IF THE derivatives trading team at Credit Suisse Financial Products (CSFP) were to think of branching out, they would be well-placed to go into civil engineering. The team is led by David Spaughton, a Cambridge-educated engineer who became a financier a decade ago.

Mr Spaughton's 12-strong team of derivatives specialists mostly have doctorates in engineering, physics or maths. They run the complex computer systems at the heart of derivatives trading. In City circles, they are known as rocket scientists.

The price of a basic financial derivative, such as a future or an option, could be worked out in the Seventies on a calculator with four or five multiplications.

By the mid-Eighties, customers were offered more sophisticated ways of hedging their risks or speculating in the markets. Then, calculations requiring about 10,000 multiplications were needed to set a price. The earliest 8086 laptop machines and perhaps 30 lines of Basic software coped with that.

Today, derivatives are far more complicated. For example, the value of a synthetic mortgage-backed derivative, which mimics the behaviour of an investment portfolio of home mortgages, depends not just on the level of the markets on a given day but on where the markets have been every day during the life of the contract.

The simplest way of pricing these 'path-dependent' options is to use a Monte Carlo simulation on a computer - like a game of roulette by machine. That means feeding in anything from 10,000 to a million random walks (randomly generated paths). A typical Monte Carlo simulation with 100,000 random walks requires 36 million calculations to price a one-year deal.

This needs the power of a good modern desktop computer or work station - typically 32 megabytes of Ram and a Unix operating system to run software sold by specialist suppliers or, in the case of most big banks, developed by in-house specialists.

The rising power of desktops is allowing derivatives to be mixed and matched in ever more complicated products. 'Without computers, you could never keep track,' says Ross Salinger, head of information technology at CSFP.

The scale of the number- crunching emerged this year in the annual report of National Westminster Bank, which for the first time published its derivatives volumes. It had pounds 530bn of derivatives deals in force - more than six times the amount it had lent to customers.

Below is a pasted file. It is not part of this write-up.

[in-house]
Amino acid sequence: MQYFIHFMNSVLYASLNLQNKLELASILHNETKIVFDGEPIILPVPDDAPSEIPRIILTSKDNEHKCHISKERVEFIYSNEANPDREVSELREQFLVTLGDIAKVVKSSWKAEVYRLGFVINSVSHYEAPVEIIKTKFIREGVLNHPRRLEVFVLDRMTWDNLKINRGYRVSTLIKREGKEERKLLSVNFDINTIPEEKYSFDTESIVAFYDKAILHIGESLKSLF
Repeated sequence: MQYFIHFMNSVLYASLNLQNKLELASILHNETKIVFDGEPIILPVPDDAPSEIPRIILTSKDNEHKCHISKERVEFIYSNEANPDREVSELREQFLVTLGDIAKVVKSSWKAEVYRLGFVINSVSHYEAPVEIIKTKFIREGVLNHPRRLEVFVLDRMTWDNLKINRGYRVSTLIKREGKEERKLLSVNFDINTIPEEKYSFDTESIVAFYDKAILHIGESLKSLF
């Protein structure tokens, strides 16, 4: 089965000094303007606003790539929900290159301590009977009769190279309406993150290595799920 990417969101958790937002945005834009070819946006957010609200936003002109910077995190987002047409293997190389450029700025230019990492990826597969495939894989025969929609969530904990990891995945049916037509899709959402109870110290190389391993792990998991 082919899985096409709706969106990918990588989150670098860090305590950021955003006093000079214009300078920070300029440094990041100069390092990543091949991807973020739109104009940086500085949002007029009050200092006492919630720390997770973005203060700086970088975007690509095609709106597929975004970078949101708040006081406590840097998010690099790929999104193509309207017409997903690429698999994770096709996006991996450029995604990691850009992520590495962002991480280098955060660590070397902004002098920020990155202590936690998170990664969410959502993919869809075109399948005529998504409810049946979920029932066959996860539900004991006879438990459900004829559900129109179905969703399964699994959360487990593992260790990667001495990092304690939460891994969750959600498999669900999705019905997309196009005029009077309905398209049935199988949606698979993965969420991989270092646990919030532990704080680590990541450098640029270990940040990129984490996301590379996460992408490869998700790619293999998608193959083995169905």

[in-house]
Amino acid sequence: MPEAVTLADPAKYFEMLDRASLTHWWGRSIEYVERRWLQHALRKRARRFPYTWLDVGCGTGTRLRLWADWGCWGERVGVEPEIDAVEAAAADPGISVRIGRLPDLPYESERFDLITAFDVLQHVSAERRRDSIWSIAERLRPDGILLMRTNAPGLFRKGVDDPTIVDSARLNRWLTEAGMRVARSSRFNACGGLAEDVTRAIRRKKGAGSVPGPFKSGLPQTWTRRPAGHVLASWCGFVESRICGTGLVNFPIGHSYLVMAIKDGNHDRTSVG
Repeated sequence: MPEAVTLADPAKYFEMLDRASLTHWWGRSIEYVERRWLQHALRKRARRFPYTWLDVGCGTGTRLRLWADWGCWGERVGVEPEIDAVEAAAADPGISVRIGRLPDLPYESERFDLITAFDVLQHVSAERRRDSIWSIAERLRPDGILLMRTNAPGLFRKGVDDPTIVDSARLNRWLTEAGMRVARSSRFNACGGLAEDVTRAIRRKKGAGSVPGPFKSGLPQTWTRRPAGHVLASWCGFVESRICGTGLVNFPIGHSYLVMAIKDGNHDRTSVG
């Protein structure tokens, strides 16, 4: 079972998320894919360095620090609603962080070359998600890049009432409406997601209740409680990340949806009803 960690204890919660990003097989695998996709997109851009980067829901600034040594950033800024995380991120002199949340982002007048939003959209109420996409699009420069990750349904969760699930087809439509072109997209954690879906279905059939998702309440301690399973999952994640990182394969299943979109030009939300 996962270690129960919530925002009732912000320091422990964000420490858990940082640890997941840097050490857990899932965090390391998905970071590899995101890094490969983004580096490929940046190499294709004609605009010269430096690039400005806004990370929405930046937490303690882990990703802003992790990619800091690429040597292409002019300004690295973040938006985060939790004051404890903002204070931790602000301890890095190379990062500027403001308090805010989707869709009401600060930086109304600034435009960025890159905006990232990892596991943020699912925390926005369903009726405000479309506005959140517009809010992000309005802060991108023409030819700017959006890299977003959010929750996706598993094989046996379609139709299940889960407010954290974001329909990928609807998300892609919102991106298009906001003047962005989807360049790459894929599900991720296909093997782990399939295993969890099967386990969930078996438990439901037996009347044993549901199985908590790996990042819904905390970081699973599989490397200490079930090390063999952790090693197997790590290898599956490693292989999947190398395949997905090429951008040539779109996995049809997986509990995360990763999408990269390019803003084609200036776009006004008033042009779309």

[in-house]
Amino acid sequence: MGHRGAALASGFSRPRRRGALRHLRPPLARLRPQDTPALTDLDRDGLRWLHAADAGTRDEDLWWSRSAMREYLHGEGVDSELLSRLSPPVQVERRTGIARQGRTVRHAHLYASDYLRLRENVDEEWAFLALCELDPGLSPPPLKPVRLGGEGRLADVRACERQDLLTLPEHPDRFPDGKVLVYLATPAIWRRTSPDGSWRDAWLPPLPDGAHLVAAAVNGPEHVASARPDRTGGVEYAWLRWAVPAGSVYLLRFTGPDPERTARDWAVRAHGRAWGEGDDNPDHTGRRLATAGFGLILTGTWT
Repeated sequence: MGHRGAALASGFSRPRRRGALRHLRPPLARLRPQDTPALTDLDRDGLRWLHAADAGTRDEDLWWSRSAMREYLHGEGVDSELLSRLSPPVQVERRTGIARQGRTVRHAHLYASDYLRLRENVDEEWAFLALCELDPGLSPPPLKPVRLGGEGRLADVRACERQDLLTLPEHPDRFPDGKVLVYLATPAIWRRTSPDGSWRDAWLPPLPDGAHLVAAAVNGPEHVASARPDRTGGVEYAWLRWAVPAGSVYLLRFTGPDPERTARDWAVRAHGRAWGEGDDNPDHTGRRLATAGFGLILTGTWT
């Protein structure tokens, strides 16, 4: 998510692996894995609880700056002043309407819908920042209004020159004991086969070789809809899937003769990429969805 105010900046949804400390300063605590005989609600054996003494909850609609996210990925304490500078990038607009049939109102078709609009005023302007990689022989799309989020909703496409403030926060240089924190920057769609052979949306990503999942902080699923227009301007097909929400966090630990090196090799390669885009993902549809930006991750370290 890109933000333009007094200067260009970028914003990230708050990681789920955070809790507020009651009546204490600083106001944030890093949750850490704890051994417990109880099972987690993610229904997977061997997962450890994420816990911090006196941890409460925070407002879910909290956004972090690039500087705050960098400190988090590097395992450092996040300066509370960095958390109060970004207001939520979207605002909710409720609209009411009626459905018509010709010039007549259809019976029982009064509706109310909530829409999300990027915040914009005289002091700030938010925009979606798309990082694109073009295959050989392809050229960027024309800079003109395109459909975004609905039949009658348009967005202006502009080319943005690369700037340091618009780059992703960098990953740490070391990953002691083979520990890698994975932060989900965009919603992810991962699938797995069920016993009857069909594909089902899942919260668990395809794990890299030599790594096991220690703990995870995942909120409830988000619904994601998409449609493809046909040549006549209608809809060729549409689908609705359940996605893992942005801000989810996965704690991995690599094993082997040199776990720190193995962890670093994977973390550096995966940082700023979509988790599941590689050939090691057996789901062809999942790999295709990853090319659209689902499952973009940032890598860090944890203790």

With such amounts at stake, small mistakes in monitoring systems can make a big difference to whether a bank stays solvent as markets crash or soar. The potential for big profits or losses is high.

Banks are increasingly concerned about the effectiveness of the 'back-office' systems which process their dealings in tracking the value and riskiness of derivatives portfolios.

Christiane Banziger, founder of CWB Systems Services, a City firm that troubleshoots for companies with systems problems, says the development specialist's job is to dream up products to make more money. However, the IT department then has to tame the monster that has been created.

A new derivative must be tested, using computer models, to make sure it behaves in a wide variety of market conditions. Before a derivative is put on the market it must also be made to fit the bank's settlement systems, which handle payments. The whole derivatives portfolio must be valued, usually at least daily, so a bank knows how much money is at risk and how its exposure changes as bond and currency markets move.

'The pressure on IT and systems in general is increasing all the time,' Mrs Banziger says. The back-office software cannot keep up with the pace of change in the front office, where the business of developing and selling derivatives is done. 'That is a big problem in the City,' she says.

Traditionally, the business side of a firm - the front office that develops and trades derivatives - puts up a specification for a system, and the IT side tries to meet it. But it takes so many months to develop new back-office systems that business methods have changed by the time the software is ready.

Since the IT department and the business side find it hard to communicate at the best of times, the system often meets only 60-70 per cent of requirements, according to consultants.

Rapid development tools, a type of software widely available in the petroleum and defence industries, would help to bring IT departments closer to the business, Mrs Banziger says.

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